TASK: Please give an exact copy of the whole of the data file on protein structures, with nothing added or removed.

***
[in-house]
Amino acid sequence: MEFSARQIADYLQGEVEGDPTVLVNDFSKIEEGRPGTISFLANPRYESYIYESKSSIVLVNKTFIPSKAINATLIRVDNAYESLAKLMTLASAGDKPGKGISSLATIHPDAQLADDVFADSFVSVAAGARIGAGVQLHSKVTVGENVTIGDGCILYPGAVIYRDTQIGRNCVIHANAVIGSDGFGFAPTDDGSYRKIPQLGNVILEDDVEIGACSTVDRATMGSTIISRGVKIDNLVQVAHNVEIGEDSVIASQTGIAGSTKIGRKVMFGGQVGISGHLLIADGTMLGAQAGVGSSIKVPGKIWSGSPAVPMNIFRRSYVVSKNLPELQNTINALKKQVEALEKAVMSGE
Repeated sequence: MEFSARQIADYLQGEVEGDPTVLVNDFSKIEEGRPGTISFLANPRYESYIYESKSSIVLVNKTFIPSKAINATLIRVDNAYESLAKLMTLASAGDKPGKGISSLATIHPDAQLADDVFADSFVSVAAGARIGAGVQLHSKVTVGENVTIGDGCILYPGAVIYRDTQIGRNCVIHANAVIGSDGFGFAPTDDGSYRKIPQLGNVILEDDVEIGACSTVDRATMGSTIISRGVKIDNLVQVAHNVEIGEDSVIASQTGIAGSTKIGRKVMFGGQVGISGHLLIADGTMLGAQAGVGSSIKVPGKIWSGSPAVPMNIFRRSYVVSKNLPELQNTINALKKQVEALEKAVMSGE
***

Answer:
[in-house]
Amino acid sequence: MEFSARQIADYLQGEVEGDPTVLVNDFSKIEEGRPGTISFLANPRYESYIYESKSSIVLVNKTFIPSKAINATLIRVDNAYESLAKLMTLASAGDKPGKGISSLATIHPDAQLADDVFADSFVSVAAGARIGAGVQLHSKVTVGENVTIGDGCILYPGAVIYRDTQIGRNCVIHANAVIGSDGFGFAPTDDGSYRKIPQLGNVILEDDVEIGACSTVDRATMGSTIISRGVKIDNLVQVAHNVEIGEDSVIASQTGIAGSTKIGRKVMFGGQVGISGHLLIADGTMLGAQAGVGSSIKVPGKIWSGSPAVPMNIFRRSYVVSKNLPELQNTINALKKQVEALEKAVMSGE
Repeated sequence: MEFSARQIADYLQGEVEGDPTVLVNDFSKIEEGRPGTISFLANPRYESYIYESKSSIVLVNKTFIPSKAINATLIRVDNAYESLAKLMTLASAGDKPGKGISSLATIHPDAQLADDVFADSFVSVAAGARIGAGVQLHSKVTVGENVTIGDGCILYPGAVIYRDTQIGRNCVIHANAVIGSDGFGFAPTDDGSYRKIPQLGNVILEDDVEIGACSTVDRATMGSTIISRGVKIDNLVQVAHNVEIGEDSVIASQTGIAGSTKIGRKVMFGGQVGISGHLLIADGTMLGAQAGVGSSIKVPGKIWSGSPAVPMNIFRRSYVVSKNLPELQNTINALKKQVEALEKAVMSGE